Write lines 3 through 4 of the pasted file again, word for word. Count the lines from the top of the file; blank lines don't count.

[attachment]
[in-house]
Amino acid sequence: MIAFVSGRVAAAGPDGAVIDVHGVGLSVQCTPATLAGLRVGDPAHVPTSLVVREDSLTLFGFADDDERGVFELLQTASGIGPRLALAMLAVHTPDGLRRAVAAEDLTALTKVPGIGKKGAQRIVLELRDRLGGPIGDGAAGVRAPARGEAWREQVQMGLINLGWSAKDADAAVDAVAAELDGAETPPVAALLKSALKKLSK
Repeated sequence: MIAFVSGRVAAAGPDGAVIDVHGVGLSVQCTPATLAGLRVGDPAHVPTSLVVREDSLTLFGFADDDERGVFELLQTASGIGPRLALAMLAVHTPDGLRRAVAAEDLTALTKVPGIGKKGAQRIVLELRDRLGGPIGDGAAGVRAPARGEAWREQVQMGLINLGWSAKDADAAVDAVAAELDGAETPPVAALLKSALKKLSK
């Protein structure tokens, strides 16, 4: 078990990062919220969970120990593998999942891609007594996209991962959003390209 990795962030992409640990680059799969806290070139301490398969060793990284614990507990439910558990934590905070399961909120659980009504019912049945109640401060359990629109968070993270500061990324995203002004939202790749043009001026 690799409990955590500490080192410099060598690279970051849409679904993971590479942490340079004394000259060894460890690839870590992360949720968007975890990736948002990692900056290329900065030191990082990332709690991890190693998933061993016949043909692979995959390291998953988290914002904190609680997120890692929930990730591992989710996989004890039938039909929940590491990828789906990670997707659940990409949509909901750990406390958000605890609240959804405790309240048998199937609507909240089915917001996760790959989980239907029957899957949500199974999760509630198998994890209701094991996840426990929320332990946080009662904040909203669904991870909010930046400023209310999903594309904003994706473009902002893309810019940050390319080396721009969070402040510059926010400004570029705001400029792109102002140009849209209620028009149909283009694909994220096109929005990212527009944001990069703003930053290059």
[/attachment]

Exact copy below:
Repeated sequence: MIAFVSGRVAAAGPDGAVIDVHGVGLSVQCTPATLAGLRVGDPAHVPTSLVVREDSLTLFGFADDDERGVFELLQTASGIGPRLALAMLAVHTPDGLRRAVAAEDLTALTKVPGIGKKGAQRIVLELRDRLGGPIGDGAAGVRAPARGEAWREQVQMGLINLGWSAKDADAAVDAVAAELDGAETPPVAALLKSALKKLSK
């Protein structure tokens, strides 16, 4: 078990990062919220969970120990593998999942891609007594996209991962959003390209 990795962030992409640990680059799969806290070139301490398969060793990284614990507990439910558990934590905070399961909120659980009504019912049945109640401060359990629109968070993270500061990324995203002004939202790749043009001026 690799409990955590500490080192410099060598690279970051849409679904993971590479942490340079004394000259060894460890690839870590992360949720968007975890990736948002990692900056290329900065030191990082990332709690991890190693998933061993016949043909692979995959390291998953988290914002904190609680997120890692929930990730591992989710996989004890039938039909929940590491990828789906990670997707659940990409949509909901750990406390958000605890609240959804405790309240048998199937609507909240089915917001996760790959989980239907029957899957949500199974999760509630198998994890209701094991996840426990929320332990946080009662904040909203669904991870909010930046400023209310999903594309904003994706473009902002893309810019940050390319080396721009969070402040510059926010400004570029705001400029792109102002140009849209209620028009149909283009694909994220096109929005990212527009944001990069703003930053290059």